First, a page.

Another big issue that’s been grabbing headlines is misconfigurations. With the rush to virtualize workforces amid the COVID-19 pandemic, enterprises found themselves scrambling to ensure their employees could easily access what they need to get their jobs done from home. According to an April 2020 report from Trend Micro, 230 million cloud misconfigurations occur every day in several critical areas of cloud-based computing that can put login credentials and sensitive data at risk. Hackers can take advantage of these misconfigurations to prey on enterprise networks with ransomware and data exfiltration.

Along with the expansion of the remote workforce came the explosive use of online collaboration tools like Microsoft Office 365, Slack, Dropbox, Google Drive and others. This explosive growth has not gone unnoticed by hackers. Between June and August 2020, data gathered from over four million Microsoft Office 365 users found signs of suspicious lateral movement on 96% of the Office 365 customer accounts sampled. And many enterprises are still unclear on the shared security responsibility model and who “owns” security in the cloud. You maintain some security responsibilities as you move applications, data, containers, and workloads to the cloud, while the provider takes some responsibility, but not all.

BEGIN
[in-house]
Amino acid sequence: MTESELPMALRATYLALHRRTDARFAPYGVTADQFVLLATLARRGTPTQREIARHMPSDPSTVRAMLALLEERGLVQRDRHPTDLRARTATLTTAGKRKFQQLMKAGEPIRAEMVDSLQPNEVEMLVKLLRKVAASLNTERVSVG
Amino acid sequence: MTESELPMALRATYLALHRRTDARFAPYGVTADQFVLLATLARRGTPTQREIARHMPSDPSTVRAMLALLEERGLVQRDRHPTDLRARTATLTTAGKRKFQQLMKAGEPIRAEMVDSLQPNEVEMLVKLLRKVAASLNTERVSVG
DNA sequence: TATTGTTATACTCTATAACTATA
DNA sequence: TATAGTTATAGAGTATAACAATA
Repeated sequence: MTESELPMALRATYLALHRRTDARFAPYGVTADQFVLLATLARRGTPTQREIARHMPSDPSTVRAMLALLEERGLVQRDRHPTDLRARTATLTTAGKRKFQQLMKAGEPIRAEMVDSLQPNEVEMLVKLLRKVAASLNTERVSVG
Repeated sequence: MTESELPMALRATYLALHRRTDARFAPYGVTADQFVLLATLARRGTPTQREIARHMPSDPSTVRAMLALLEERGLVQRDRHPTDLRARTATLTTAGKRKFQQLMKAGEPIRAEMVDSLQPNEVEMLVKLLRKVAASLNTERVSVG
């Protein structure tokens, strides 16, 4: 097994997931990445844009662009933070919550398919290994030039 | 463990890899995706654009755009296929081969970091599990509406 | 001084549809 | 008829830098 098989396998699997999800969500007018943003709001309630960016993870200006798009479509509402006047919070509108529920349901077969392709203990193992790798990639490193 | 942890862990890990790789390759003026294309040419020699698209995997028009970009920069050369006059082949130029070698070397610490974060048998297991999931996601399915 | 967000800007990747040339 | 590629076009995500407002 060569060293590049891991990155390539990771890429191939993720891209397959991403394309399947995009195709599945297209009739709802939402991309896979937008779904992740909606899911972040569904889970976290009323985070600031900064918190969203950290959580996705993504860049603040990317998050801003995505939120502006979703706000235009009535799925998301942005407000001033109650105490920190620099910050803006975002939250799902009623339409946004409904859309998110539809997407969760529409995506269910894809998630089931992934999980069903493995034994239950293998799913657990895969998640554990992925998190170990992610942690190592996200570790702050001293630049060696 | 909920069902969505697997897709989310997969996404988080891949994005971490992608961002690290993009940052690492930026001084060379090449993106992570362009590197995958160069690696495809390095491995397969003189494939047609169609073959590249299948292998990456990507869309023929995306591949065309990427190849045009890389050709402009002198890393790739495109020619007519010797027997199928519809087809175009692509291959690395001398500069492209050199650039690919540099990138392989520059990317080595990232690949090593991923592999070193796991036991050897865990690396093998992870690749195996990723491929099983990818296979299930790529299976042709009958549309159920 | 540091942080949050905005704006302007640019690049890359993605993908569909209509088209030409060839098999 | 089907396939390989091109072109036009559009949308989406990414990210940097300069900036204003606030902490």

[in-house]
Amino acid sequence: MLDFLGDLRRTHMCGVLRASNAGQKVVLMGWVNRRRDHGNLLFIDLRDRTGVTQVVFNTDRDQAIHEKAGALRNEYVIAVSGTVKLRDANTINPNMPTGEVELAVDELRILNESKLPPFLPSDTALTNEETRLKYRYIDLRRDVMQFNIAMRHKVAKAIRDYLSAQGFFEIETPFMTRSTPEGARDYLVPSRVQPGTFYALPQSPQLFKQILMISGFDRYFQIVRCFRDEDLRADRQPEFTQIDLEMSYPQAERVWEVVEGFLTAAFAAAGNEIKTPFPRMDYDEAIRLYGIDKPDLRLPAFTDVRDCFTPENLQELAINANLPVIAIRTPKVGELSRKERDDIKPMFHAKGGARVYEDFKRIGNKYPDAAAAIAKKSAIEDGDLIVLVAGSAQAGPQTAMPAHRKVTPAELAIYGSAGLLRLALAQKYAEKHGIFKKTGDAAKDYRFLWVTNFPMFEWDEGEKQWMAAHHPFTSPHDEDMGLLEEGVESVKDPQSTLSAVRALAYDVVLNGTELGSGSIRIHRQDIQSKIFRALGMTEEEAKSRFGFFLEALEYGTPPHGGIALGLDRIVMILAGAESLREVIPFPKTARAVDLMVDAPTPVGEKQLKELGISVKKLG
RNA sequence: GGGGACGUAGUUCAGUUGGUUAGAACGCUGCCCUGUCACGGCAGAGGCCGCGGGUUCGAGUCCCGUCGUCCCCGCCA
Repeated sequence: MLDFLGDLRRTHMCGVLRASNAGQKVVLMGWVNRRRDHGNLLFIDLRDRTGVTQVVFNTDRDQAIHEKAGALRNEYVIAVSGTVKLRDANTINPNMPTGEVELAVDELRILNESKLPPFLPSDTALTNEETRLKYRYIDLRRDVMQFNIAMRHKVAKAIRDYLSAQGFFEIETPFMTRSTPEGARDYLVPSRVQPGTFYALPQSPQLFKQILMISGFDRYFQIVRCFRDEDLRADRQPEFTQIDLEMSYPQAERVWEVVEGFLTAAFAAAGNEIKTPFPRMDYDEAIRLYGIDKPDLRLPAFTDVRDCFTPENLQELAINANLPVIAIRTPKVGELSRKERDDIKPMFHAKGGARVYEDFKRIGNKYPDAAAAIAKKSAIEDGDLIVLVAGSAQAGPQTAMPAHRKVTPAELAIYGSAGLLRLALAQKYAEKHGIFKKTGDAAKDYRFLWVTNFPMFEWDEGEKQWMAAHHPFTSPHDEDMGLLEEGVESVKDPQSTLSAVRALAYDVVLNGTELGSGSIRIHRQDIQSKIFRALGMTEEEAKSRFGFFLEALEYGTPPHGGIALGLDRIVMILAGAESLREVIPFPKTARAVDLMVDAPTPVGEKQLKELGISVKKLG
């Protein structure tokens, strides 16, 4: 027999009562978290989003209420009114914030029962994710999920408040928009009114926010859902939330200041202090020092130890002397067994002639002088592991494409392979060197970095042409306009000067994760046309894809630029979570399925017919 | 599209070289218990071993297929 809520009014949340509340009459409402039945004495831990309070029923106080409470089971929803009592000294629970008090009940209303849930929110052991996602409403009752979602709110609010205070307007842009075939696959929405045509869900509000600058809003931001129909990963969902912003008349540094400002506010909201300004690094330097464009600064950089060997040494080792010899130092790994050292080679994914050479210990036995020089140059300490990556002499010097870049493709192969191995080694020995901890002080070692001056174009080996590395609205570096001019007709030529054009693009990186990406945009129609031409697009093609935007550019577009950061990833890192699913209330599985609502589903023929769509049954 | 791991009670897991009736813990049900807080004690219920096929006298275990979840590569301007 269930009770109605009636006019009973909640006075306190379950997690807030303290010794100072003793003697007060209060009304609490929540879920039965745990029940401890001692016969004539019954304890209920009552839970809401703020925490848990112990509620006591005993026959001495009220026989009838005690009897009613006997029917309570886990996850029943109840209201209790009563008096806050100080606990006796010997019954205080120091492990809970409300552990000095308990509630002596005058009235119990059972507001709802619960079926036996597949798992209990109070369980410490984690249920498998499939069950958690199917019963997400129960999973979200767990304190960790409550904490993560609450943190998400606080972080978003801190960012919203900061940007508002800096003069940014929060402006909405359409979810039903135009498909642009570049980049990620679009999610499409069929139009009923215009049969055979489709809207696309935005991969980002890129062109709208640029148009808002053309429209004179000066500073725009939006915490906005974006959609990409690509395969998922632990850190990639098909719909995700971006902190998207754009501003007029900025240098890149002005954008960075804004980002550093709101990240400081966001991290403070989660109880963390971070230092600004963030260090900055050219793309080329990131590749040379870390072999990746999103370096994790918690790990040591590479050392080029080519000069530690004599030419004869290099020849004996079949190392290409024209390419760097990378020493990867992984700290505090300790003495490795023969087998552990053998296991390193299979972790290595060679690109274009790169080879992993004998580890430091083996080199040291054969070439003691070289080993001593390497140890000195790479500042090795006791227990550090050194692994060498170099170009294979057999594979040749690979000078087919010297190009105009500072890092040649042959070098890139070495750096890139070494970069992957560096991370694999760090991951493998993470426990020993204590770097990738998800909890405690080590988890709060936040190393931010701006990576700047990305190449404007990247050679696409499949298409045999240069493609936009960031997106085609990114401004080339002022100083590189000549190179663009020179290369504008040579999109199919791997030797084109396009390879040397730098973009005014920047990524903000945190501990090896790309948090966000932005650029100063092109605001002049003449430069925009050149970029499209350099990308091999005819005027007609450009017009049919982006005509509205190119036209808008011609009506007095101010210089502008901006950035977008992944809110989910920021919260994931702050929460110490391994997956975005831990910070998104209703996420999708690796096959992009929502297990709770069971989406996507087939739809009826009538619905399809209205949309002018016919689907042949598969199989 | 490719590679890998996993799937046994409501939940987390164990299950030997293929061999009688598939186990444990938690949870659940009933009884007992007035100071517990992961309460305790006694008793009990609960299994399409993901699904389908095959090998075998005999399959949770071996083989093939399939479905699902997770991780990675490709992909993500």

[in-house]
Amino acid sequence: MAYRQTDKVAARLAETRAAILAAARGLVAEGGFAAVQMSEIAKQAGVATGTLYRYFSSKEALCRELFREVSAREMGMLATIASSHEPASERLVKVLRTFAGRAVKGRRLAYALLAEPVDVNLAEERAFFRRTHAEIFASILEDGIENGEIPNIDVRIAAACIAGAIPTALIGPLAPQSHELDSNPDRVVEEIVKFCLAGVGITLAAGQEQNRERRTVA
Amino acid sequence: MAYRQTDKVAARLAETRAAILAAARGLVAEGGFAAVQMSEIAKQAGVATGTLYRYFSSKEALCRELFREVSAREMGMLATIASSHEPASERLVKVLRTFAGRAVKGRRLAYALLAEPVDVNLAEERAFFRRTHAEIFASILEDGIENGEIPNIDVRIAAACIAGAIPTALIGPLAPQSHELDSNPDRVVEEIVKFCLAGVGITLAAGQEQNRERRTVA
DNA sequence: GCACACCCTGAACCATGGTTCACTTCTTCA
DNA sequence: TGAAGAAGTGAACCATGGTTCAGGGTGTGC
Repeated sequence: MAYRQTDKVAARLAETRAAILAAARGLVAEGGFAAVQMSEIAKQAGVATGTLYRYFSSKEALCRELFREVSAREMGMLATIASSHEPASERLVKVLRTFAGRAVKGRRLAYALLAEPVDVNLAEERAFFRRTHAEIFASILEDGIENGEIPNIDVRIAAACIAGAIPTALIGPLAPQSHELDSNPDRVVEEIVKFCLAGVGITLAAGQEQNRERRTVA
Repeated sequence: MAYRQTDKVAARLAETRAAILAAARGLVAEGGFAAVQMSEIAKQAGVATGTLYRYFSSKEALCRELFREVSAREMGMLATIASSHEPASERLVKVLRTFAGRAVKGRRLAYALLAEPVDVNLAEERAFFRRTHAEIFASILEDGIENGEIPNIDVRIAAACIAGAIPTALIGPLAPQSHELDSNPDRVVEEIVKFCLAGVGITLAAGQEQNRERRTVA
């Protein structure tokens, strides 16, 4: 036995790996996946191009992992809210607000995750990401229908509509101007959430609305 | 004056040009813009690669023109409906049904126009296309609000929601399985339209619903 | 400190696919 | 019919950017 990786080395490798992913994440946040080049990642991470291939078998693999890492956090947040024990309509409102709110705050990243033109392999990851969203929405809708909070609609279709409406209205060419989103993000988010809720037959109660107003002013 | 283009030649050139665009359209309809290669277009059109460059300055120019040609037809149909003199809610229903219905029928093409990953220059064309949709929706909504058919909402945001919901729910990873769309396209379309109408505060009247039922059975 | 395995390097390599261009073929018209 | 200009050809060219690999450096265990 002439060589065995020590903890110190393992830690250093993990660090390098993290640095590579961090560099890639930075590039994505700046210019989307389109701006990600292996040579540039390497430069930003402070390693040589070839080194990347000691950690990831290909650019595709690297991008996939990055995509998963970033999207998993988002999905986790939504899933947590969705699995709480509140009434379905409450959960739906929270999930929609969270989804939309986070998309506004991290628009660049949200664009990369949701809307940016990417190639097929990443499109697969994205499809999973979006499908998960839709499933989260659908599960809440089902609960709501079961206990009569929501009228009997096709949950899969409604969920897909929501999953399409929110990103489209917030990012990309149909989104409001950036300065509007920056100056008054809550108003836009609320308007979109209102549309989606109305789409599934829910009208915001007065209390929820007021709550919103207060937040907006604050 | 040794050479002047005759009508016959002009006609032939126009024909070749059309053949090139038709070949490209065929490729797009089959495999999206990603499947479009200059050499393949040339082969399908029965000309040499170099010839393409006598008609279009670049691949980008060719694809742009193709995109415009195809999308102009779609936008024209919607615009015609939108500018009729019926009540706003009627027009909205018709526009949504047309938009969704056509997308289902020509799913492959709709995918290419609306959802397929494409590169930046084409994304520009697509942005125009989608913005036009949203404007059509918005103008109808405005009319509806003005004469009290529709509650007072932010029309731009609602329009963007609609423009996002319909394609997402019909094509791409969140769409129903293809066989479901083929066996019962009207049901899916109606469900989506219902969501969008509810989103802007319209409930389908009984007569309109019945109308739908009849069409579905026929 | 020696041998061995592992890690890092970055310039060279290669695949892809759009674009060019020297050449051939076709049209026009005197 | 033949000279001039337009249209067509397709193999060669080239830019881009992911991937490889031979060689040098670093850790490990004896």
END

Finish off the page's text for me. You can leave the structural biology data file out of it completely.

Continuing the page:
MFA and IAM Solutions Are Not Enough

As you move to the cloud, your perimeter and the protections you have in place for it will be pushed to their limit, and you’ll find yourself relying more on solutions like multi-factor authentication (MFA) and identity and access management (IAM) solutions instead of your on-premise firewalls and VPNs. Many cloud platforms like Dropbox and Google Drive automatically decrypt your files once you log into your account. Unfortunately, all of these user-credentialed applications, group privileges, and third-party data entitlements all require login credentials, so if a hacker successfully enters one of your user’s login credentials, they will be able to access everything. It doesn’t help that hackers find ways to circumvent MFA solutions, including intercepting the one-time passcode or stealing the security token sent to the user to simplify future logins.